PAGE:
The smart factory is a fully integrated system that provides a consolidated view of the factory, which improves manufacturing efficiency.
Manufacturers have long pursued manufacturing excellence programs to continually improve the performance of their facilities and equipment. Many of those initiatives were successful for a time. But they’ve proven to lack staying power, as most manufacturers still struggle to achieve higher levels of sustainable performance improvement.
What is worse, such initiatives are increasingly unsuited to an era of escalating digital disruption that challenges manufacturers’ competitiveness and ability to grow. The good news is, there’s a powerful alternative. It is called the smart factory.
The smart factory can be a boon for manufacturers facing ongoing pressure to improve their performance in a dynamic, digital world (which, frankly, includes pretty much all manufacturers). At a high level, the smart factory is an environment which has cyber-physical systems — interacting networks of physical and computational components. These systems monitor the physical processes of the factory, provide analysis, and automate or support controls and decision making, which improves manufacturing efficiency and effectiveness1.
The smart factory is no longer a futuristic vision
The smart factory is the heart of the broader Industry 4.0, or the Fourth Industrial Revolution, which refers to the gradual combination of traditional manufacturing and industrial practices with digital technologies. The most prominent of these technologies include:
- Computer-aided design (CAD) and computer-aided engineering (CAE) software
- Cloud computing
- The Internet of Things (IoT)
- Advanced sensor technologies
- 3D printing
- Industrial robotics
- Data analytics
- Artificial intelligence (AI) and machine learning (ML)
- Enhanced machine-to-machine (M2M) communications
These technologies are more robust and are driven by more pervasive wireless connectivity.
Microsoft Dynamics as an accelerator
While a myriad of manufacturers have been working with many of these technologies for some time, we are likely to see smart factory momentum accelerate. Thanks to another important tool: Microsoft Dynamics.
As Microsoft Dynamics’ integration with smart factory processes and technologies grows, it will become an indispensable tool that can help manufacturers more easily and confidently deploy next-generation applications that infuse AI, predictive analytics, mixed reality, social, and mobile capabilities.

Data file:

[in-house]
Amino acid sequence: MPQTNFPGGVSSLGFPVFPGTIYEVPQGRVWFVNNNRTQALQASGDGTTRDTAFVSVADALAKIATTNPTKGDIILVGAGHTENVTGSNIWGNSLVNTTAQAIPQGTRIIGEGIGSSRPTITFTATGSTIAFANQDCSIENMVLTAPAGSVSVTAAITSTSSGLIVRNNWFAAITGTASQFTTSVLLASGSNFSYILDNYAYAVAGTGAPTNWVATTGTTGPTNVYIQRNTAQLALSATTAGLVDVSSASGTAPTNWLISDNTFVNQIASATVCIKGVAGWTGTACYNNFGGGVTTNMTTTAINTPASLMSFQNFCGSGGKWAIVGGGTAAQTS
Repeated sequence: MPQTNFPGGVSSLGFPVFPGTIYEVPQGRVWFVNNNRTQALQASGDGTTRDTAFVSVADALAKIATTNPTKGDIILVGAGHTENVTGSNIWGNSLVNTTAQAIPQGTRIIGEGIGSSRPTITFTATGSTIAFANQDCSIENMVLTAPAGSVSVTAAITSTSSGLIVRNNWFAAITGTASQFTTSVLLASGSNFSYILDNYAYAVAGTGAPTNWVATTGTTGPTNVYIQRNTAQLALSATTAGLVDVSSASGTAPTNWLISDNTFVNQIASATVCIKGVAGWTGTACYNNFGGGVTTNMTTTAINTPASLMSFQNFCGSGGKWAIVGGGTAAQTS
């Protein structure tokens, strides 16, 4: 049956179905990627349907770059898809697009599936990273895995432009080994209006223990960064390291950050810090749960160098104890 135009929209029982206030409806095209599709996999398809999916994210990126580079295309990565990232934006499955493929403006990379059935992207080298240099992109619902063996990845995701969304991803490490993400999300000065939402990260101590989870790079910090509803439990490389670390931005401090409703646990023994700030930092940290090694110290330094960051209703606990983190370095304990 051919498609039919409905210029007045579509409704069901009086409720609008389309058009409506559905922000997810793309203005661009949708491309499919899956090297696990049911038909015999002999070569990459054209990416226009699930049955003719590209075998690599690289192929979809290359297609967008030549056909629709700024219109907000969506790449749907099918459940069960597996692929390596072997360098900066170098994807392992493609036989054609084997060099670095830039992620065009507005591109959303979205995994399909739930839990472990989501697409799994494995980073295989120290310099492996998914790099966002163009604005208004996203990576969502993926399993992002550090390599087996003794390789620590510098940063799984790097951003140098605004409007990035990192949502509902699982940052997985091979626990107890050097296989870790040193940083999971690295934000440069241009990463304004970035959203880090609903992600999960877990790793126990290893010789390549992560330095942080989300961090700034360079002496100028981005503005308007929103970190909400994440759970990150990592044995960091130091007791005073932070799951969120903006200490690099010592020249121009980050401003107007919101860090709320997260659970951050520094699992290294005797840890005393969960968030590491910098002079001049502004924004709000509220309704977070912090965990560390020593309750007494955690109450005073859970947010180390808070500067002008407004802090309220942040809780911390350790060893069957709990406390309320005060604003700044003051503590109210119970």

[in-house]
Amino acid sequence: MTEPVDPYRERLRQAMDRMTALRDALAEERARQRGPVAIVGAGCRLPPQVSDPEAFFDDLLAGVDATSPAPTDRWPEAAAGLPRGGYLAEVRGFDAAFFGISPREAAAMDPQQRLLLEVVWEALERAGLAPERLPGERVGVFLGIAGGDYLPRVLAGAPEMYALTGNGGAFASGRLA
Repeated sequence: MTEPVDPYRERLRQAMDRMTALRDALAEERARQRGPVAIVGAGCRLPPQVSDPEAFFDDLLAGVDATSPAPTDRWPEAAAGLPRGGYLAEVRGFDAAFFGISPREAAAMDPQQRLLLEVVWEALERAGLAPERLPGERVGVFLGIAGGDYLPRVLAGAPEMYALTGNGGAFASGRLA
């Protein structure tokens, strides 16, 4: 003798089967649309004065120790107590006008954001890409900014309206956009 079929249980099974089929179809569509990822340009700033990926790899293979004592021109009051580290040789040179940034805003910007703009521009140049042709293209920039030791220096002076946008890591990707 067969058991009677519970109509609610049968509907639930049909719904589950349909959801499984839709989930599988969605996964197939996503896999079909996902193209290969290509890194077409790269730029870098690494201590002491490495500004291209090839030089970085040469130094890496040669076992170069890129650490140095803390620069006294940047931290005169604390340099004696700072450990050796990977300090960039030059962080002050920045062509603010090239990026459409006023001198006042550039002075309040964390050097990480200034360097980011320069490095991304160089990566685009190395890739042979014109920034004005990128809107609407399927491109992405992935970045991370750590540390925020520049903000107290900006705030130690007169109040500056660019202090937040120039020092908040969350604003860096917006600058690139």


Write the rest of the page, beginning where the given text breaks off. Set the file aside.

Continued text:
Take mixed reality, for example. Microsoft Dynamics’ Remote Assist application combines Microsoft HoloLens (a self-contained, holographic computer) with mixed reality video calling, annotations, and file sharing to enable experts to remotely troubleshoot complex problems and help technicians. This saves time, reduces travel costs and improves operational efficiency on the shop floor.
Another example is the Microsoft Dynamics 365 Layout. It enables the shop floor designers to visualize and walk through proposed designs with holograms in the physical world or in virtual reality, making changes in real time.
The Microsoft Dynamics 365 Layout easily imports floorplans from Microsoft Visio and 3D models from other apps. This enables designers to experience designs at scale and in context, and also to share their vision in context. This helps them make better decisions and move from concept to completion faster and with fewer costs.
Perhaps, Microsoft Dynamics also will become the “glue” that unifies relationships, processes and data across not only the shop floor but the entire organization. Dynamics’ Common Data Service enables manufacturers to integrate information across disparate systems and applications, allowing a company to push and pull data across all of them. If a company brings all this data together into a unified repository in the cloud via Microsoft Azure, it can then apply AI and analytics to that data. This will make the overall operations much more intelligent.